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Tannenberg Organs

 

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The completion of the restoration of the largest surviving pipe organ built by David Tannenberg was a fifteen-year project for Old Salem Museums & Gardens and a nearly one-hundred-year odyssey if one considers the first step of the restoration was the careful storage of the organ when it was removed from Home Moravian Church in 1910. Even though Old Salem Museums restored the organ and provided a new home for it in the Old Salem Visitor Center, the organ is still owned by Home Moravian Church.

 

As William Armstrong wrote in his fine essay in Splendid Service: The Restoration of David Tannenberg’s Home Moravian Church Organ (Old Salem Museums & Gardens, 2004):

 

David Tannenberg, the organ builder was a German-speaking immigrant who lived most of his life in the small Moravian town of Lititz, Pennsylvania. He had no formal training in organ building; instead he learned his profession by working with an experienced organ builder, Johann Gottlob Klemm, also a German-speaking immigrant. Tannenberg learned his profession well, building or helping to build nearly fifty organs in six states and with such excellence that his surviving organs are highly prized today—as the careful renovation of the organ built in 1799/1800 for the Moravian Church in Salem attests.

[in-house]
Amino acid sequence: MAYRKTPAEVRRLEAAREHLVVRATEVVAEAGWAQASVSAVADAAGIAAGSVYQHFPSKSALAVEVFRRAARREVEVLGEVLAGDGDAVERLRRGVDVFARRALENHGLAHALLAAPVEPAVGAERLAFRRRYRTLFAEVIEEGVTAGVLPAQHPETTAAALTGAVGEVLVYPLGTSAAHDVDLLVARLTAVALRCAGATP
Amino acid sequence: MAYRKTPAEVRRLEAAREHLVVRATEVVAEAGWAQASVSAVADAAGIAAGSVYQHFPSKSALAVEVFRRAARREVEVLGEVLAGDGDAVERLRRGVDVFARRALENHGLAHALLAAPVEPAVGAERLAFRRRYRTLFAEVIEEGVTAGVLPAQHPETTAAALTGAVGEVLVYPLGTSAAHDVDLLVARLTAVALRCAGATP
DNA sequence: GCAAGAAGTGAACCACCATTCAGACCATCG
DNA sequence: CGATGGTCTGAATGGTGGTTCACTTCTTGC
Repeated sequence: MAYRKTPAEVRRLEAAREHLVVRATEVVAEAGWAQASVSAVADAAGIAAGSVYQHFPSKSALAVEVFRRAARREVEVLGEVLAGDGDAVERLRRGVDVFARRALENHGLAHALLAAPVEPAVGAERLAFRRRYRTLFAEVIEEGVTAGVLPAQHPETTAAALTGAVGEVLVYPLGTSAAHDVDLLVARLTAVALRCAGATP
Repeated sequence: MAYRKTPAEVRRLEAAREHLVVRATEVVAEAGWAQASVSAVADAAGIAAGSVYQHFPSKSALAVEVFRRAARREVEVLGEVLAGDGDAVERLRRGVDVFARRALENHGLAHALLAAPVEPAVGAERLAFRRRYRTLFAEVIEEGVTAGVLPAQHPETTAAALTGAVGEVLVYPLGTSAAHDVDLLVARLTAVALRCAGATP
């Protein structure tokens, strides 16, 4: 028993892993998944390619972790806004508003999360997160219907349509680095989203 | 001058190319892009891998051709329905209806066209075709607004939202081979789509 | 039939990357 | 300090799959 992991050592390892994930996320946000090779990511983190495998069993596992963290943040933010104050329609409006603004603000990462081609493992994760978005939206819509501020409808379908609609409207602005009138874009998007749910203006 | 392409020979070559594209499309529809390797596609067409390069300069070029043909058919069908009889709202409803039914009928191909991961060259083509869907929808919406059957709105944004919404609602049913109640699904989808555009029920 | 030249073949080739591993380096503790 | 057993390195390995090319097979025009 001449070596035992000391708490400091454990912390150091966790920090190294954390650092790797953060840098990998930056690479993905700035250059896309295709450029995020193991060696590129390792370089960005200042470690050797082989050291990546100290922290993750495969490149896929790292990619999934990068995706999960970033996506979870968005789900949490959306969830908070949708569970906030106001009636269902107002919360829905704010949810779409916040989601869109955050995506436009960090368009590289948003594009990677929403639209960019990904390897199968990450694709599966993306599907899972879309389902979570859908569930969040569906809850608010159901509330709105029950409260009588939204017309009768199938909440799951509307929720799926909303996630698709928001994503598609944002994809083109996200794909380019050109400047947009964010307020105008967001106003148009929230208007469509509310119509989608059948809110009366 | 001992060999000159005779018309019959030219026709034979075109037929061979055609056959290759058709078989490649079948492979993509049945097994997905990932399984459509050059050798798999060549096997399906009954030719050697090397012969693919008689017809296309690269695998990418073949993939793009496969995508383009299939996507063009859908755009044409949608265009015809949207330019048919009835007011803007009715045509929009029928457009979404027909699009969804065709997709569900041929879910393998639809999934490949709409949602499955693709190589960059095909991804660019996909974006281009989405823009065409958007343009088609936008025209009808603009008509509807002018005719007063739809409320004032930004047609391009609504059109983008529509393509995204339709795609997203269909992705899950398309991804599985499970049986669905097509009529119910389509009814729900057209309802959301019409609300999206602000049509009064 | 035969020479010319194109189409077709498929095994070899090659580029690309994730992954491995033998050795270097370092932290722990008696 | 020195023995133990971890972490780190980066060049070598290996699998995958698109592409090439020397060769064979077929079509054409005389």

The first organ that Tannenberg built for Salem was in 1798 for the Gemein Haus (congregation house), a building that served many functions, including the worship space for the town. This one manual organ was installed by Philip Bachmann, Tannenberg's son-in-law.

 

While Bachmann was in Salem in 1798, there were discussions with him and with Tannenberg via letter about ordering a new, large organ from Tannenberg for Salem’s new church, then in the planning stages. It was decided to have an organ with two manuals and pedals. Ground was broken for the church by the end of May 1798 and the next month, on June 12th, the cornerstone was set. The following year, in November 1799, Philip Bachmann returned to Salem with one of the windchests and other parts of the organ. Bachmann worked with cabinetmakers, blacksmiths and other Salem craftsmen to complete and install the organ.

 

The wind source for the organ was three large organ bellows, which were to be located in the church attic above the organ. The choice was for either treading or for pulling the bellows, and treading was chosen. Originally, the treading was done in the attic, but this was changed in October 1802 so that the treading was done in the organ gallery. This location, which allowed better communication between the organist and the person treading the bellows, was used until the organ was dismantled in 1910. The bellows have also been restored and are installed with the organ.

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